Coming Next: Russia cozying up to BJP?

Narendra Modi, the BJP’s strongest prime ministerial candidate for the next general elections. Source: Bloomberg

Narendra Modi, the BJP’s strongest prime ministerial candidate for the next general elections. Source: Bloomberg

Don’t be surprised if Russian diplomats start courting the BJP rather pro-actively in the weeks and months to come.

The straws in the wind are indicating a more pro-active engagement between Russia and India’s principal opposition party, the Bharatiya Janata Party (BJP). Narendra Modi, the BJP’s strongest prime ministerial candidate for the next general elections (due in May 2014), has already emerged as the pivotal figure in the Russia-BJP engagement. 

The Russians sense that the BJP may well wrest power in the next elections from the United Progressive Alliance (UPA), a Congress-led coalition in power since 2004. So don’t be surprised if Russian diplomats start courting the BJP rather pro-actively in the weeks and months to come. The politico-diplomatic grapevine in the Indian capital has it that the Russians would soon be stepping up their engagement with the BJP top brass in an incremental manner. 

No Zero-Sum Game 

However, it is not as if that Russia has some special love for the BJP or vice versa. It is true that the Indo-Russian traditionally close ties were put back on the rails during the government of Prime Minister Atal Bihari Vajpayee when President Vladimir Putin made a landmark visit to Delhi in October 2000. But it is also true that the Vajpayee regime supported the American missile defence initiative, leaving the Russians shocked and stunned. 

The primary goal of foreign policy for any nation is its perceived national interests. Russia’s strategic interests in India and India’s strategic interests in Russia are so deep and so mature that they are not predicated on which particular political party or dispensation is at the helm of affairs in India. 

In Modi’s direction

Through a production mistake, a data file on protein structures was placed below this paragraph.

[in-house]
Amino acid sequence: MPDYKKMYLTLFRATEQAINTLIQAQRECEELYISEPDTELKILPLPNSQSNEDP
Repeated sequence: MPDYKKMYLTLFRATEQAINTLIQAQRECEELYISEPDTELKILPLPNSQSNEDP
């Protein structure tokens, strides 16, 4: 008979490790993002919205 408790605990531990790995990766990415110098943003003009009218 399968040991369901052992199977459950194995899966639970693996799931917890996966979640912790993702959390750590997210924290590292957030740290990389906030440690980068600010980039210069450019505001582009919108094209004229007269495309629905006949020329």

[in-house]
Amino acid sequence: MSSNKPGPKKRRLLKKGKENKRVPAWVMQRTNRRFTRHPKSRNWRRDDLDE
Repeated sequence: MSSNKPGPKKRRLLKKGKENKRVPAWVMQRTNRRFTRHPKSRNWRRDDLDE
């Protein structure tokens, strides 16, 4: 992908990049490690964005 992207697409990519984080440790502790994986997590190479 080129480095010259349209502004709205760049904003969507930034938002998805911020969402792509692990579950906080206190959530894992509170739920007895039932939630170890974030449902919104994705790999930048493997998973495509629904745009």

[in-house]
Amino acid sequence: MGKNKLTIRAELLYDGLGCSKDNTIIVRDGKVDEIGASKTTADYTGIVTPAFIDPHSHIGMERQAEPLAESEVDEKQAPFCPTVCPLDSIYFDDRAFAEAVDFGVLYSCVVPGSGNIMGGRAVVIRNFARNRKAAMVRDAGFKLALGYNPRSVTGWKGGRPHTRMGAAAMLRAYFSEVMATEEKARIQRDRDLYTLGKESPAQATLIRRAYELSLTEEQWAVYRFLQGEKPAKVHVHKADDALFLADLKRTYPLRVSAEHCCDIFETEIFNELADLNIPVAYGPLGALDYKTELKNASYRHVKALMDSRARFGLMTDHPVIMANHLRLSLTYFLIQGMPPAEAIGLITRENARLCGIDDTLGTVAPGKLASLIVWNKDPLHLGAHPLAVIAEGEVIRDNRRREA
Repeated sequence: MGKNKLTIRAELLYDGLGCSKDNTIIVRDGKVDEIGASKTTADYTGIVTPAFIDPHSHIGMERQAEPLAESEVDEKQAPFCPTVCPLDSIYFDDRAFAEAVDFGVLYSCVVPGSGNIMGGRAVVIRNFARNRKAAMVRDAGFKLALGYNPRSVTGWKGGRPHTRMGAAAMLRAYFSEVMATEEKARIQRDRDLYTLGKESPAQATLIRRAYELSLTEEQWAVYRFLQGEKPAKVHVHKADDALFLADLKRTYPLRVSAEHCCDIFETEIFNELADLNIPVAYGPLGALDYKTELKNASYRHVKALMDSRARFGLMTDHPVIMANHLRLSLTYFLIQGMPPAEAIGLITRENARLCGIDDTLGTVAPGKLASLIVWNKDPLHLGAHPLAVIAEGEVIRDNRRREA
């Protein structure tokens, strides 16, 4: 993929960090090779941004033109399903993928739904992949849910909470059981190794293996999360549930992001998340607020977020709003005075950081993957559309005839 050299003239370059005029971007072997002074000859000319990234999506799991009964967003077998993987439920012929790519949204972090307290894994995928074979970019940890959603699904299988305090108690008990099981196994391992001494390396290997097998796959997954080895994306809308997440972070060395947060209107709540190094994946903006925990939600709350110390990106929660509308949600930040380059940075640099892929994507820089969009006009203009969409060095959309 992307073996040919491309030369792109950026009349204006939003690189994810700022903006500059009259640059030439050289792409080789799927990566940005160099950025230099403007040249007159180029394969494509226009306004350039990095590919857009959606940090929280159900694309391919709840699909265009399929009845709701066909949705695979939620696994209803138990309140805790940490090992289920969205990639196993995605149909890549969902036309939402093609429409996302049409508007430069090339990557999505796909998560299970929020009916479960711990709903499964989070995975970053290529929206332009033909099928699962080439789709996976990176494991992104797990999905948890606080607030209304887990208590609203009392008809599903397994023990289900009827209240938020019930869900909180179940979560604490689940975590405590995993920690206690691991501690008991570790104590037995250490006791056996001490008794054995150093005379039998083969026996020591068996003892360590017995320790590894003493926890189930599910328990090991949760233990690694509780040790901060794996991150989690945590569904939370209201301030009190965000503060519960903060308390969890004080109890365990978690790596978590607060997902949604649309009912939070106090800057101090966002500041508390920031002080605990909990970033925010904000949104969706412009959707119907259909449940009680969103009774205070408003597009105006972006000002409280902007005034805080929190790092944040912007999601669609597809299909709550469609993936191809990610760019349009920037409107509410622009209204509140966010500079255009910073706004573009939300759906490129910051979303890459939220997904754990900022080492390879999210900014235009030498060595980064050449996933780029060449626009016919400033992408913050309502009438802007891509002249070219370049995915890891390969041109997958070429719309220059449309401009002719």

There are indicators which should not be ignored and which suggest a slow and steady synergy between Russia and Modi. 

The recently concluded Vibrant Gujarat Summit witnessed participation by four Russian regions -- Moscow, St Petersburg, Astrakhan and Yaroslavl. Director of the Department for Economic Development of the Yaroslavl Region, Alexander Shutov, went on record as saying that Indian entrepreneurs are considering setting up companies in the Yaroslavl Region to process milk and produce car parts and sports equipment. 

Indian companies are looking at various options for the implementation of projects in Russia: they can either set up companies with 100 percent Indian capital or invest in joint ventures. They can also have manufacturing contracts with other companies that operate production sites in the region. 

In January 2013, the vice-governor of the Astrakhan Region, Konstantin Markelov, during his participation at the Vibrant Gujarat Summit, wished Narendra Modi the best for “India’s general elections next year.” 

Gujarat and Astrakhan signed a memorandum of understanding of co-operation in 2001. There have been regular delegation-level visits between the areas since then, with Modi visiting Astrakhan in 2006. The two provinces look to sign a MoU between Gazprom and Gujarat State Petroleum Corp.

Moscow-based software firm Spirit DSP, a voice and video over IP (VVoIP) engines provider, is entering the Indian market in partnership with Infotel Broadband Services, a Reliance Industries-owned company that will launch its fourth generation (4G) technology-based broadband services in Mumbai, Delhi and Jamnagar (in Gujarat). 

Reliance Industries Ltd recently formally announced a $450-million joint venture with Russian petrochemical company Sibur, for setting up a one hundred thousand tonne butyl rubber plant at Reliance's Jamnagar refinery. The plant is expected to be commissioned by the second half of 2014 (calendar). The joint venture has been named as Reliance Sibur Elastomers Pvt Ltd.